| Louis Christopher Pendleton|
(Louisiana dentist and
|Born|| October 13, 1931 |
Monroe, Ouachita Parish
|Died|| January 14, 2007 (aged 75) |
Caddo Parish, Louisiana
|Political Party|| Democrat
(Unsuccessful runoff candidate against Alfonso J. Jackson for the Louisiana House of Representatives, 1971)
|Spouse|| Barbara Chocolate Pendleton |
Louis Christopher Pendleton (October 13, 1931 – January 14, 2007) was an African-American dentist, businessman, and civic leader in Shreveport, Louisiana, who organized the civil rights movement in his city through the formation of the group "Blacks United for Lasting Leadership," which lobbied on behalf of what it considered racial justice.
Pendleton was born in Monroe in Ouachita Parish, to Joseph Anthony Pendleton, Sr., and the former Velda Leola Long. He was educated in the segregated public schools in Monroe. He received his Bachelor of Arts degree from the predominantly black Dillard University in New Orleans. Thereafter, he entered the school of dentistry at Meharry Medical College in Nashville, Tennessee, which most black dentists in the American South then attended. He received the Doctor of Dental Surgery degree.
In November 1956, Pendleton entered the U.S. Air Force with the rank of captain. He served for six years. He resigned his commission as a dental officer with the rank of lieutenant colonel. He and his wife, the former Barbara Chocolate (also born 1931), a Shreveport native, then took over the former dental practice of the civil rights activist, Cuthbert Ormond "C. O." Simpkins, Sr., who left Shreveport when his life was threatened. Pendleton maintained the dental practice for forty-seven years. The Pendletons were married for fifty-two years and had two children, both doctors. Dr. Simpkins returned to Shreveport in 1988 and ran unsuccessfully for mayor in 1990. He was defeated in the general election by the white Republican Hazel Fain Beard, a city council member and businesswoman from southwestern Shreveport. Thereafter, Simpkins served a term from 1992 to 1996 in the Louisiana House of Representatives.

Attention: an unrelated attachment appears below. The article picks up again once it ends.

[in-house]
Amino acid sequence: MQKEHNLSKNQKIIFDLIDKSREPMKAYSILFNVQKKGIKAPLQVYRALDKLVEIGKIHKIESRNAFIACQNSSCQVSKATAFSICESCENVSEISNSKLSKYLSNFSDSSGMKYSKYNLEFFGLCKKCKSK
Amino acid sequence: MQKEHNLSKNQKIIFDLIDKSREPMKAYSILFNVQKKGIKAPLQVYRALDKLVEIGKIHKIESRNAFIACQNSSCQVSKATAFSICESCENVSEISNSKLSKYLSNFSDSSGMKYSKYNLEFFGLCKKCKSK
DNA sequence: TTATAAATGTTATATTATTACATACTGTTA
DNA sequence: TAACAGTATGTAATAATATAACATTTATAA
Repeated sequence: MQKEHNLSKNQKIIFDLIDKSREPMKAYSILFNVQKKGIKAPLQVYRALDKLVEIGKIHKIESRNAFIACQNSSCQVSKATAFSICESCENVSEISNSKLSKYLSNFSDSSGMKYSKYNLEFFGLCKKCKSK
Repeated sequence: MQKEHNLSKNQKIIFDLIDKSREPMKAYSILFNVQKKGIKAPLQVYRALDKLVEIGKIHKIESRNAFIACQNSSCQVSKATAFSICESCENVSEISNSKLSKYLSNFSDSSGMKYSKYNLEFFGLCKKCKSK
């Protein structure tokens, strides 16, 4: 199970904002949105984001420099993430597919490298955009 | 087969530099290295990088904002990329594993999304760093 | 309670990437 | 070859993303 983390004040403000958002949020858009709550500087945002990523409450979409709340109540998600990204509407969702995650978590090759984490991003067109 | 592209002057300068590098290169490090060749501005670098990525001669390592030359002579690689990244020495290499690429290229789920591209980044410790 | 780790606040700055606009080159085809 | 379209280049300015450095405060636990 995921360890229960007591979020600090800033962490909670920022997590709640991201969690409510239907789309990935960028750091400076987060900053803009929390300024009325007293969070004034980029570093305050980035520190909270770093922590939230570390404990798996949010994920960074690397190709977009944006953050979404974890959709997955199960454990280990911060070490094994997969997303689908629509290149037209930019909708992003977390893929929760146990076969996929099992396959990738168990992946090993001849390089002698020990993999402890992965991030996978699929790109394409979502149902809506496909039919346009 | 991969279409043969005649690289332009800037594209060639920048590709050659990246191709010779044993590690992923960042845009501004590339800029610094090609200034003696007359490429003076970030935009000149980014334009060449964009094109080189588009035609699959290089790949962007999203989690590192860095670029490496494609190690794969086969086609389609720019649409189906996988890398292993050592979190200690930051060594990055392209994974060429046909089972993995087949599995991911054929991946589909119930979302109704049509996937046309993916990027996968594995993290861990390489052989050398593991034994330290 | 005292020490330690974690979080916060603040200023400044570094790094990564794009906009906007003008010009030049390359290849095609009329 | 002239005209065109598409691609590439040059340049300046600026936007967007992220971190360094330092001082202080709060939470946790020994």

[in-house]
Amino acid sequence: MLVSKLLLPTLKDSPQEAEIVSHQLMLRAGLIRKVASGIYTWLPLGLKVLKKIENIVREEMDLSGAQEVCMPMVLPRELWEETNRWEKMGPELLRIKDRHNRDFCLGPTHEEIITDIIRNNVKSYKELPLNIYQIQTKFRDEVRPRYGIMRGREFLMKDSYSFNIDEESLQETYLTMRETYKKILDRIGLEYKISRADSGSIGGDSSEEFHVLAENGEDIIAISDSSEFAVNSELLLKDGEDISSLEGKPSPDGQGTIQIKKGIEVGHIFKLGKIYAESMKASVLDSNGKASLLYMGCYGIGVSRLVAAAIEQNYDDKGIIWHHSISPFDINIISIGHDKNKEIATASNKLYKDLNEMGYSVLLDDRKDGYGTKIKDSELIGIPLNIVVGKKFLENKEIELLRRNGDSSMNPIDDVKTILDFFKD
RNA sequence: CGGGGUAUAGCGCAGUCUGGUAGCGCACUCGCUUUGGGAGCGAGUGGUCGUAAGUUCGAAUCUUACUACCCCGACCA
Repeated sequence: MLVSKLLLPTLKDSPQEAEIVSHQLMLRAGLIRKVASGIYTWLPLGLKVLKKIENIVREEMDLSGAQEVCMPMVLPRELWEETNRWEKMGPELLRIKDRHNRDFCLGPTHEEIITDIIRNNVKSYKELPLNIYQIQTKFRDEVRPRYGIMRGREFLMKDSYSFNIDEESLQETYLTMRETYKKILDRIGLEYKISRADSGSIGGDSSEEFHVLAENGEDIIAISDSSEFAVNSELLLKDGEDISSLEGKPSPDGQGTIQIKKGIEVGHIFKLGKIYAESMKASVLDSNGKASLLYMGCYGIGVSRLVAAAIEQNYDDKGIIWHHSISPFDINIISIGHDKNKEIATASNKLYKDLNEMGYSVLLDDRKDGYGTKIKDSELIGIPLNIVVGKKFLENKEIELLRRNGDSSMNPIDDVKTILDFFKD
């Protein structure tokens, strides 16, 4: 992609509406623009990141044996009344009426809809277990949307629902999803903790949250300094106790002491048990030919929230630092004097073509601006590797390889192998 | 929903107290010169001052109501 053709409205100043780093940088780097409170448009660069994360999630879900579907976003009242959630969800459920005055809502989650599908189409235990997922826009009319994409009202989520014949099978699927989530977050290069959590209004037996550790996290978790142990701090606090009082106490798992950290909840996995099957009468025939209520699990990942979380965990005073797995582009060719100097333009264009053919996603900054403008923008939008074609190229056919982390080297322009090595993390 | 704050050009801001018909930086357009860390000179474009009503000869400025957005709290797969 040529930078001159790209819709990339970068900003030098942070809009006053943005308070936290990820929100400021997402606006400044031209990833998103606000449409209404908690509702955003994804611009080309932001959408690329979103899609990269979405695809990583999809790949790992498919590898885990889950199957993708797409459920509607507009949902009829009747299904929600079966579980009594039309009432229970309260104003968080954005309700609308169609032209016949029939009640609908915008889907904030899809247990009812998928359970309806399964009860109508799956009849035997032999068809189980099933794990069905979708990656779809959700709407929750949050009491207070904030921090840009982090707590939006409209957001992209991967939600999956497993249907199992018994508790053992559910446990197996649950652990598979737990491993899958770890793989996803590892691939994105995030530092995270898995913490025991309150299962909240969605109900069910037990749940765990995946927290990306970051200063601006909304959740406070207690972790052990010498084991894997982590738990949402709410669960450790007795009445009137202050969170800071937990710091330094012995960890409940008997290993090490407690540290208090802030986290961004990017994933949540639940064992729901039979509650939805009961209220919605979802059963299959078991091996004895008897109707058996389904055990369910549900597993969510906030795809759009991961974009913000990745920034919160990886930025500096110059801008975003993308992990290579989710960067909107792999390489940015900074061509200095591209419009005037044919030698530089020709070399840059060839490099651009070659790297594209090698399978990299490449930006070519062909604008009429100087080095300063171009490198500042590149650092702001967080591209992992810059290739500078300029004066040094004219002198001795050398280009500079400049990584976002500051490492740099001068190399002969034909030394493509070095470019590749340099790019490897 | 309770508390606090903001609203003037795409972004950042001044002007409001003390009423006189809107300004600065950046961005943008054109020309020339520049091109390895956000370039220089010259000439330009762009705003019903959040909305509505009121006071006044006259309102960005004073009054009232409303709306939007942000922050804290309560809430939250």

Civil rights activism
In the early 1970s, Pendleton and other black leaders in Shreveport filed suits to establish single-member districts on the Caddo Parish School Board and the Caddo Parish Police Jury (the parish governing body, renamed the Caddo Parish Commission in 1984). As a result, blacks soon gained representation on both public bodies.
With the late attorney Hilary Huckaby, III, Pendleton worked to establish BULL, which sued in federal court to abolish the former city commission form of municipal government. Under the five-member commission system, the council members were elected at-large. At the time, Shreveport was majority white—it became majority black in the 2000 census -- and no blacks won any of the commission positions. When an executive mayor and legislative council system was adopted in 1978, blacks began to win seats on the seven-member single-member-district council and later dominated the mayor's office as well.
U.S. President Lyndon B. Johnson appointed Pendleton to the Louisiana State Advisory Committee, an entity of the United States Commission on Civil Rights, an investigative body formed through the Civil Rights Act of 1957, which had been signed into law by President Dwight Eisenhower, and guided to Senate passage by then Majority Leader Johnson. Pendleton served on the committee for more than a decade. Pendleton was also active in the Shreveport branch of the National Association for the Advancement of Colored People and organized the NAACP Youth Council.